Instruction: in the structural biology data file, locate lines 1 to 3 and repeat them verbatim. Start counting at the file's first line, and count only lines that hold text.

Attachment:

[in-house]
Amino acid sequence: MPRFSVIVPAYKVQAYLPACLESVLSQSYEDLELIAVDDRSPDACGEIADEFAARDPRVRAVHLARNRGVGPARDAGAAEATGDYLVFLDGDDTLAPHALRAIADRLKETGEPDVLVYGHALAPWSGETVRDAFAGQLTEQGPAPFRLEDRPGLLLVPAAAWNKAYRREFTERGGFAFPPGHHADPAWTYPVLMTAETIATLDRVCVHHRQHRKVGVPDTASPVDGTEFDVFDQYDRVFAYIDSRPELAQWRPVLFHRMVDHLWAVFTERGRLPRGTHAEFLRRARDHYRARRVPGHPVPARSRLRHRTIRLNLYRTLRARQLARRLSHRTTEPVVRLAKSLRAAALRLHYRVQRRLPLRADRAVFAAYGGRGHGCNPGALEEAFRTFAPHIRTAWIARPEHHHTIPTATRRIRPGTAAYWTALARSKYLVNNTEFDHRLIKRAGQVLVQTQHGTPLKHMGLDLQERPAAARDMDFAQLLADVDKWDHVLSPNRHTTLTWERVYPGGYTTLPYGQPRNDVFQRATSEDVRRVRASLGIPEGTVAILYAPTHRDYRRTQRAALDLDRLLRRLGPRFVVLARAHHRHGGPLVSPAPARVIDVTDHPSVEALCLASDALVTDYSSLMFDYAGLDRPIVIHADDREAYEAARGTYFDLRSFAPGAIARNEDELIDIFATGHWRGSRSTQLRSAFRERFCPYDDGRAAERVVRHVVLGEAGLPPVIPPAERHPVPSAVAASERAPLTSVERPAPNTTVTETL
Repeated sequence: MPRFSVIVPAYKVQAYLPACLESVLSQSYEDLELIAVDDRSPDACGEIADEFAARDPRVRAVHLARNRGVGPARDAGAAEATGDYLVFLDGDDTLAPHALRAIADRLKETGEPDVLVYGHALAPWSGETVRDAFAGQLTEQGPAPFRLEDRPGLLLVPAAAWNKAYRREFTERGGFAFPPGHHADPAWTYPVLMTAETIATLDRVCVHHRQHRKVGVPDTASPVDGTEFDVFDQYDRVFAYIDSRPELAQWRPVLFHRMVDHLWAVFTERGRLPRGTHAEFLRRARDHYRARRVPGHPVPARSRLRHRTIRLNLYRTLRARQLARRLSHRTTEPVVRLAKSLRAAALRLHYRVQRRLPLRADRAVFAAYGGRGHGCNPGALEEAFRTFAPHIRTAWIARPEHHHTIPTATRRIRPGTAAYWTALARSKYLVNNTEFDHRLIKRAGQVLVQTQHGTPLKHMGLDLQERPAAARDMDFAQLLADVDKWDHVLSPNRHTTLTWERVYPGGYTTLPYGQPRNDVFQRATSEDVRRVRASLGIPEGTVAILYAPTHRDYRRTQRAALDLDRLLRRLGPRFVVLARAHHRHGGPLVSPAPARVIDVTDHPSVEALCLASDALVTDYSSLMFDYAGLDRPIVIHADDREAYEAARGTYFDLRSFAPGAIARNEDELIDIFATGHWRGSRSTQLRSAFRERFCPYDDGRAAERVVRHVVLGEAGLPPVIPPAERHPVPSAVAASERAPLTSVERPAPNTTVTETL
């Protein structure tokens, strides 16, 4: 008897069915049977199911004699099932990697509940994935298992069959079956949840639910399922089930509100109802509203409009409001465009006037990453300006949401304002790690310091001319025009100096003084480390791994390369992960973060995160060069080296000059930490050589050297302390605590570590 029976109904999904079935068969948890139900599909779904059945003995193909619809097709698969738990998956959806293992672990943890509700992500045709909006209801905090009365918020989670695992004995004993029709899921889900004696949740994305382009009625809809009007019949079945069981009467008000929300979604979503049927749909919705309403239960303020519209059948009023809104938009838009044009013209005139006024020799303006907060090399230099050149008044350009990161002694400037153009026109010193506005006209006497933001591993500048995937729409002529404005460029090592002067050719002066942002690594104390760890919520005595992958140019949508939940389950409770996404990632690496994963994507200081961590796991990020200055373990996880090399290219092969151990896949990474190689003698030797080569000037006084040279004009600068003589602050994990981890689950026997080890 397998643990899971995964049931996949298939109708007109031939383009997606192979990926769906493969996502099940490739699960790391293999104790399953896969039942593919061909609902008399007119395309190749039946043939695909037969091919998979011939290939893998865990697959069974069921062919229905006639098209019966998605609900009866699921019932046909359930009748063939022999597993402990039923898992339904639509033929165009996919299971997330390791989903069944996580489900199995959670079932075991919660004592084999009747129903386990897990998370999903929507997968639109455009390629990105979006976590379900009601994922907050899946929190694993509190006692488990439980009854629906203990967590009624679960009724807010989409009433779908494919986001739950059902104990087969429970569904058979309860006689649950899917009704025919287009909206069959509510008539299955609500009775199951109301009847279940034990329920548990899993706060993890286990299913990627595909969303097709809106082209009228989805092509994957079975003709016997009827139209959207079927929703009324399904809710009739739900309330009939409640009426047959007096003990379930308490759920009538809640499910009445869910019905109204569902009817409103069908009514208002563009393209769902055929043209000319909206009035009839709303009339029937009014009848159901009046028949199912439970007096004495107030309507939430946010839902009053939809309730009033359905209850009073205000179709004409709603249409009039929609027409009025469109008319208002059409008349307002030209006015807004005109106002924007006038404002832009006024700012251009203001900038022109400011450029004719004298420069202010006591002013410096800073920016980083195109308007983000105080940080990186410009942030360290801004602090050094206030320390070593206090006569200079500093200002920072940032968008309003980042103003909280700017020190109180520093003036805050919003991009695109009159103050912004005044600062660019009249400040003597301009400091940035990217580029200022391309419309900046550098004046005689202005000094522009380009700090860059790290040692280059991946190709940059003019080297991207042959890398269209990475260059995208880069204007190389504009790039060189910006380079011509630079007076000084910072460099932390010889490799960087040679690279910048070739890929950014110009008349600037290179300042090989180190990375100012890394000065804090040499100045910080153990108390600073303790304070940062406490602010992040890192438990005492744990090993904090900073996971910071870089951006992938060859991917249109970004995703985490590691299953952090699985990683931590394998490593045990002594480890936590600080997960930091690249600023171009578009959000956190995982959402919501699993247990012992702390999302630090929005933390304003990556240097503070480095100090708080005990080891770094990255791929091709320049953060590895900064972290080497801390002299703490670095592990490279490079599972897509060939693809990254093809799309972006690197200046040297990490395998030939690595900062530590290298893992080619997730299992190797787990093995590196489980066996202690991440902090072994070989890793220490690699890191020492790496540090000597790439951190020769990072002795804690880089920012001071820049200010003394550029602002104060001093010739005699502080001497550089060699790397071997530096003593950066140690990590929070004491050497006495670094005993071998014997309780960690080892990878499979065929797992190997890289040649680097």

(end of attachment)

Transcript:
[in-house]
Amino acid sequence: MPRFSVIVPAYKVQAYLPACLESVLSQSYEDLELIAVDDRSPDACGEIADEFAARDPRVRAVHLARNRGVGPARDAGAAEATGDYLVFLDGDDTLAPHALRAIADRLKETGEPDVLVYGHALAPWSGETVRDAFAGQLTEQGPAPFRLEDRPGLLLVPAAAWNKAYRREFTERGGFAFPPGHHADPAWTYPVLMTAETIATLDRVCVHHRQHRKVGVPDTASPVDGTEFDVFDQYDRVFAYIDSRPELAQWRPVLFHRMVDHLWAVFTERGRLPRGTHAEFLRRARDHYRARRVPGHPVPARSRLRHRTIRLNLYRTLRARQLARRLSHRTTEPVVRLAKSLRAAALRLHYRVQRRLPLRADRAVFAAYGGRGHGCNPGALEEAFRTFAPHIRTAWIARPEHHHTIPTATRRIRPGTAAYWTALARSKYLVNNTEFDHRLIKRAGQVLVQTQHGTPLKHMGLDLQERPAAARDMDFAQLLADVDKWDHVLSPNRHTTLTWERVYPGGYTTLPYGQPRNDVFQRATSEDVRRVRASLGIPEGTVAILYAPTHRDYRRTQRAALDLDRLLRRLGPRFVVLARAHHRHGGPLVSPAPARVIDVTDHPSVEALCLASDALVTDYSSLMFDYAGLDRPIVIHADDREAYEAARGTYFDLRSFAPGAIARNEDELIDIFATGHWRGSRSTQLRSAFRERFCPYDDGRAAERVVRHVVLGEAGLPPVIPPAERHPVPSAVAASERAPLTSVERPAPNTTVTETL
Repeated sequence: MPRFSVIVPAYKVQAYLPACLESVLSQSYEDLELIAVDDRSPDACGEIADEFAARDPRVRAVHLARNRGVGPARDAGAAEATGDYLVFLDGDDTLAPHALRAIADRLKETGEPDVLVYGHALAPWSGETVRDAFAGQLTEQGPAPFRLEDRPGLLLVPAAAWNKAYRREFTERGGFAFPPGHHADPAWTYPVLMTAETIATLDRVCVHHRQHRKVGVPDTASPVDGTEFDVFDQYDRVFAYIDSRPELAQWRPVLFHRMVDHLWAVFTERGRLPRGTHAEFLRRARDHYRARRVPGHPVPARSRLRHRTIRLNLYRTLRARQLARRLSHRTTEPVVRLAKSLRAAALRLHYRVQRRLPLRADRAVFAAYGGRGHGCNPGALEEAFRTFAPHIRTAWIARPEHHHTIPTATRRIRPGTAAYWTALARSKYLVNNTEFDHRLIKRAGQVLVQTQHGTPLKHMGLDLQERPAAARDMDFAQLLADVDKWDHVLSPNRHTTLTWERVYPGGYTTLPYGQPRNDVFQRATSEDVRRVRASLGIPEGTVAILYAPTHRDYRRTQRAALDLDRLLRRLGPRFVVLARAHHRHGGPLVSPAPARVIDVTDHPSVEALCLASDALVTDYSSLMFDYAGLDRPIVIHADDREAYEAARGTYFDLRSFAPGAIARNEDELIDIFATGHWRGSRSTQLRSAFRERFCPYDDGRAAERVVRHVVLGEAGLPPVIPPAERHPVPSAVAASERAPLTSVERPAPNTTVTETL